The mean ± SD worst-ever tic severity score was 31.6 ± 7.7 (range, 15-48) at a mean ± SD age of 10.6 ± 2.6 years (range, 6-19 years). Contrary to previous reports, the level of worst-ever tic severity was not significantly associated with the patient's age during the worst-ever period (Pearson correlation coefficient, r = 0.008; P = .96).5
In the 19 subjects who had a lifetime history of OCD symptoms, the mean ± SD age at worst-ever OCD symptoms was 12.5 ± 3.9 (range, 7-22). Figure 2 depicts a box plot comparing age at worst-ever tic and OCD symptoms within our study sample. The mean ± SD worst-ever OCD severity score reported at follow-up was 23.3 ± 6.6 (range, 13-34).
At the follow-up interview, 10 subjects had a lifetime history of ADHD symptoms. One subject had a history of ADHD symptoms but was clinically asymptomatic by the time 1 interview. Fifteen subjects (33%) had experienced a lifetime major depressive episode by the time 2 follow-up interview. Ten experienced their first depressive episode in the interval between the initial interview and the follow-up interview. Only 1 subject currently had depression. Two cases (4.3%) of bipolar disorder and 1 case of schizophrenia emerged at the follow-up interview.
At time 2, 6 subjects (13%) were using antipsychotics or α2-agonists (guanfacine hydrochloride or clonidine hydrochloride) (medication to treat tics), compared with 23 subjects (50%) at time 1. Five subjects (11%) were taking antipsychotics at follow-up (4 atypical antipsychotics, 1 typical) compared with 10 subjects (22%) at time 1 (9 typical antipsychotics, 1 atypical). Four subjects at both time 1 and time 2 were using selective serotonin reuptake inhibitors (fluvoxetine, sertraline hydrochloride, or clomipramine hydrochloride), although only 1 subject was taking a selective serotonin reuptake inhibitor at both times.
Consistent with 1 of our a priori hypotheses, increased tic severity at time 1 was associated with increased tic severity at time 2 (odds ratio [OR], 1.11 [95% confidence interval (CI), 1.03-1.20]; P = .004; Nagelerke R2 = 0.19). Therefore, for every 10-point increase in the YGTSS tic severity rating in childhood, subjects were 2.8-fold more likely to have moderate or severe tics in early adulthood. In other words, a child who had marked tics (YGTSS score, ≥20) was 2.8-fold more likely to have marked to severe tics in adulthood compared with a child who had tics of only modest severity (YGTSS score, ≥10 but <20). Worst-ever tic severity measured at time 1 was not associated with tic severity at time 2 (OR, 1.05 [95% CI, 0.96-1.15]; P = .32). An ADHD diagnosis at time 1 (OR, 0.52 [95% CI, 0.14-1.95]; P = .33) was also not associated with follow-up tic severity.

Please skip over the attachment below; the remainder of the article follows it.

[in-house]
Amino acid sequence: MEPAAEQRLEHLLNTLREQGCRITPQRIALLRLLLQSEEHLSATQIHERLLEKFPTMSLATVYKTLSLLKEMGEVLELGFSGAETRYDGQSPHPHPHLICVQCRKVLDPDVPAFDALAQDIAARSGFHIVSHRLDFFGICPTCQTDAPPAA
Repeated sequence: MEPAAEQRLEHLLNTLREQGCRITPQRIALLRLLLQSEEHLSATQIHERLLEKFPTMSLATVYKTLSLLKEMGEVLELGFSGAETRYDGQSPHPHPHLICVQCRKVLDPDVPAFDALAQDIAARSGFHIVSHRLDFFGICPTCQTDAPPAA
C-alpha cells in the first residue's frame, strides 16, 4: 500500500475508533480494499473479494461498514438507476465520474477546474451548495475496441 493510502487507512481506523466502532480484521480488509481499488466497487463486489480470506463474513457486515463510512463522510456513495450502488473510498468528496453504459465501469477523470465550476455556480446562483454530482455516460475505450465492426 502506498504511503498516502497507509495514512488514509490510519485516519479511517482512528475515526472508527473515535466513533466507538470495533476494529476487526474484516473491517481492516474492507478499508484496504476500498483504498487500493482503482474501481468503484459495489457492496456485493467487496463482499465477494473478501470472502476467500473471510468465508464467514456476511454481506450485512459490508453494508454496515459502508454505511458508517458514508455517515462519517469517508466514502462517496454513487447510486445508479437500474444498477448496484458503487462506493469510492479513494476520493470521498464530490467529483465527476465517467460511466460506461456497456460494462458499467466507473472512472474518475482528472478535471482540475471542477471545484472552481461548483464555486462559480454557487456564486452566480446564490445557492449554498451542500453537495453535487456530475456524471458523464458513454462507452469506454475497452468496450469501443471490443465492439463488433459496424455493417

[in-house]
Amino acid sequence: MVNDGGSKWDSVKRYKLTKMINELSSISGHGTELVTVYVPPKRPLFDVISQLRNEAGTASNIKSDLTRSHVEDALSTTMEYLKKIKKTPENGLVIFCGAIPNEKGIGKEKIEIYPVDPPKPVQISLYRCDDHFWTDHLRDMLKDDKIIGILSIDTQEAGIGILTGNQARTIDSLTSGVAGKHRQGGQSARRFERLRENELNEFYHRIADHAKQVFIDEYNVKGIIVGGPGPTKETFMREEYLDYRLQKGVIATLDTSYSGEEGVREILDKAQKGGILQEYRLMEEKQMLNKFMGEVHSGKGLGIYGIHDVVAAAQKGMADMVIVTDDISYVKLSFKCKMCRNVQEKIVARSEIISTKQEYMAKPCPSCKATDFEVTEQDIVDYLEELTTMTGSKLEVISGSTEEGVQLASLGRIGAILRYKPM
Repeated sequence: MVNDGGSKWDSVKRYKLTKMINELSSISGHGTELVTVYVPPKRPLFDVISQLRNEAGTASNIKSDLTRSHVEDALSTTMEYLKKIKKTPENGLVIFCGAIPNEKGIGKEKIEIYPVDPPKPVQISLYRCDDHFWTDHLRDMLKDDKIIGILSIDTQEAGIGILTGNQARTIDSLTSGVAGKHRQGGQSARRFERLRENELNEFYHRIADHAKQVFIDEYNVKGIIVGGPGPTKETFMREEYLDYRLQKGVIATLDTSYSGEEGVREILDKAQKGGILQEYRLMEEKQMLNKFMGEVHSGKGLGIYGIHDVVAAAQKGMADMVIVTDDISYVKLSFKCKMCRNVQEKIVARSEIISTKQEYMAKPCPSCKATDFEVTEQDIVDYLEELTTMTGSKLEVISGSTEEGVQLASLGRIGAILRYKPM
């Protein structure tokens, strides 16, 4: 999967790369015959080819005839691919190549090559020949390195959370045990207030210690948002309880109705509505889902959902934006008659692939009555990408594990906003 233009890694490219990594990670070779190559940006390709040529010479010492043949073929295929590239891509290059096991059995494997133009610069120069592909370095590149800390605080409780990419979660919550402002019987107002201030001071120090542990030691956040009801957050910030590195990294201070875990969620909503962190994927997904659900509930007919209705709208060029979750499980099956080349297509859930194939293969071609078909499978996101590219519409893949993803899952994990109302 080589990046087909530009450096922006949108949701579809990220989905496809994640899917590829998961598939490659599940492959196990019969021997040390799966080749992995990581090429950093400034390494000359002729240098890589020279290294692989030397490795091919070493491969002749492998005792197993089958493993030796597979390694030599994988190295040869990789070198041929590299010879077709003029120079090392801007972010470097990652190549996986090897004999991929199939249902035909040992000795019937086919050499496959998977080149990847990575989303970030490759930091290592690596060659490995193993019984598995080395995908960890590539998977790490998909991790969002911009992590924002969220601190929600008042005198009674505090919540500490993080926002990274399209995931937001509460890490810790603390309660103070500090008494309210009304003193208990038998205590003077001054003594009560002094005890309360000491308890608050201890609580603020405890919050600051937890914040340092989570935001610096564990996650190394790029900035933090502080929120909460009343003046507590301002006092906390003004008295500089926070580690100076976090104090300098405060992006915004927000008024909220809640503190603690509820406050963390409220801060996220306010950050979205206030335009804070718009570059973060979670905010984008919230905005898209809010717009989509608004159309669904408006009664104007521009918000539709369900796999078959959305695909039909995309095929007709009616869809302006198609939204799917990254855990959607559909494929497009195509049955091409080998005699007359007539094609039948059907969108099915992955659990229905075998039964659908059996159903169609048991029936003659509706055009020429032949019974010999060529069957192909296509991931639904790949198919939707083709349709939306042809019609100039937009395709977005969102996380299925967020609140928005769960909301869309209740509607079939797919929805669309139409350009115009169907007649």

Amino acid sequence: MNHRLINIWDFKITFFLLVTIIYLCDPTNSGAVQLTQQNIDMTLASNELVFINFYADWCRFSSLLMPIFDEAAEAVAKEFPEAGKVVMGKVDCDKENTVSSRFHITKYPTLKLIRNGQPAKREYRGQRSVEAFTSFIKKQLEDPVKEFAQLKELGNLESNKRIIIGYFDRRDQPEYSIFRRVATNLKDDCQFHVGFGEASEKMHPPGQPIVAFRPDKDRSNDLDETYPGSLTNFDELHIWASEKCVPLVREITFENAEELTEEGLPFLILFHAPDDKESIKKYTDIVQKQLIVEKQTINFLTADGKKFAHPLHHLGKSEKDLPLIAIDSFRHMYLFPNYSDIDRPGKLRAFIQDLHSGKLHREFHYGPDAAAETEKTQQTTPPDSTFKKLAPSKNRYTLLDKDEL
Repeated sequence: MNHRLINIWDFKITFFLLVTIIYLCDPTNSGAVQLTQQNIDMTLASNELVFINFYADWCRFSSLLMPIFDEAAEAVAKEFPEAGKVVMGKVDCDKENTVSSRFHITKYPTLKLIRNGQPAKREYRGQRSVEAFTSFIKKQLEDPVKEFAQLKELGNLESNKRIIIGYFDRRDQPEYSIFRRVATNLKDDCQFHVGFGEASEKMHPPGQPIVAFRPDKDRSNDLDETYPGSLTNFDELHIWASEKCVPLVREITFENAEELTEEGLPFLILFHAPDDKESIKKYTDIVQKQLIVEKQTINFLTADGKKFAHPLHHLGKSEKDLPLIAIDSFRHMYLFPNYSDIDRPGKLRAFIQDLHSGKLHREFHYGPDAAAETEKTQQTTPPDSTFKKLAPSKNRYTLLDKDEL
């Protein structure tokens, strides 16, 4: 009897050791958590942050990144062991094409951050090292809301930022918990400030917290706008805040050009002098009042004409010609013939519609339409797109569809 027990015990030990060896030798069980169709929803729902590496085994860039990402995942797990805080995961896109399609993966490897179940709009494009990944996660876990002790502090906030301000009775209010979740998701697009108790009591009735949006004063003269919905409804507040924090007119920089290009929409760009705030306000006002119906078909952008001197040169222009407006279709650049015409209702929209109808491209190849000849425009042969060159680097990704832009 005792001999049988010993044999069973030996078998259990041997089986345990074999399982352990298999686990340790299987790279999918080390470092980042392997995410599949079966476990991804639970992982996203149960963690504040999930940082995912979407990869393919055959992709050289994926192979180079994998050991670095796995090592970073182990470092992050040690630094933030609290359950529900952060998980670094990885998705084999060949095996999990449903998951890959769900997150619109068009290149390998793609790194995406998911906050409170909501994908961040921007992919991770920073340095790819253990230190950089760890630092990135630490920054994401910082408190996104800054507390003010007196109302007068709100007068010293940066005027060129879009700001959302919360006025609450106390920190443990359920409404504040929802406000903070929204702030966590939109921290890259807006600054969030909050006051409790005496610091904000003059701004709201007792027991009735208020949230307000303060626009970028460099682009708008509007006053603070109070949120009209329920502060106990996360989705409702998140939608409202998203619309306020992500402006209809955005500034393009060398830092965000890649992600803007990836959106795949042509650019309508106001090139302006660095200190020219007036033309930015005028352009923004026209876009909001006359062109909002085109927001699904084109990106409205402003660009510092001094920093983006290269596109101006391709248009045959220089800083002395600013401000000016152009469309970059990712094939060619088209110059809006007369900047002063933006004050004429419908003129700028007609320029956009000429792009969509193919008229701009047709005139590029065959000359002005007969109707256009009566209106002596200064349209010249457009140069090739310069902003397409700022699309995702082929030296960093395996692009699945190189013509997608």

In contrast, OCD symptom severity at time 1 (OR, 1.04 [95% CI, 0.86-1.25]; P = .70) was not associated with future OCD severity. However, higher IQ score measured at time 1 (OR, 1.11 [95% CI, 1.04-1.19]; P = .001; R2 = 0.46) was significantly associated with increased future OCD symptom severity. For every 10-point increase in childhood IQ, subjects were 2.8-fold more likely to express OCD symptoms at follow-up. Thus, the overall risk of developing clinically significant OCD symptoms (Y-BOCS score, ≥10) by early adulthood was 8-fold higher in a child with an IQ of 120 compared with a child with an IQ of 100.
This study is, to our knowledge, the first prospective longitudinal study of patients with TS that assessed both tic and OCD symptoms systematically at both initial evaluation and follow-up in early adulthood. On average, subjects in the cohort experienced their worst-ever tics at 10 to 11 years of age, and most experienced a marked attenuation of tic severity during adolescence. Slightly less than one quarter (22%) continued to experience mild or greater tic symptoms (YGTSS scores, ≥10) at follow-up, while nearly one third were in complete remission of tic symptoms at follow-up. The only childhood clinical measure significantly associated with increased tic severity at follow-up was increased tic severity at the time of baseline assessment during childhood (<14 years). This finding stands in contrast to those of previous studies, which did not detect an association of childhood tic severity with the severity of tics later in life.1
The time when OCD symptoms were at their worst was approximately 2 years later than when tic symptoms were at their worst. The majority of individuals who had OCD symptoms at follow-up reported the onset of their OCD symptoms in late childhood or early adolescence, after the time of their initial evaluation. Increased childhood IQ was strongly associated with the future development of OCD symptoms in children with TS. This result is consistent with previous studies in the general population that have associated increased childhood IQ with the development of OCD in adulthood.3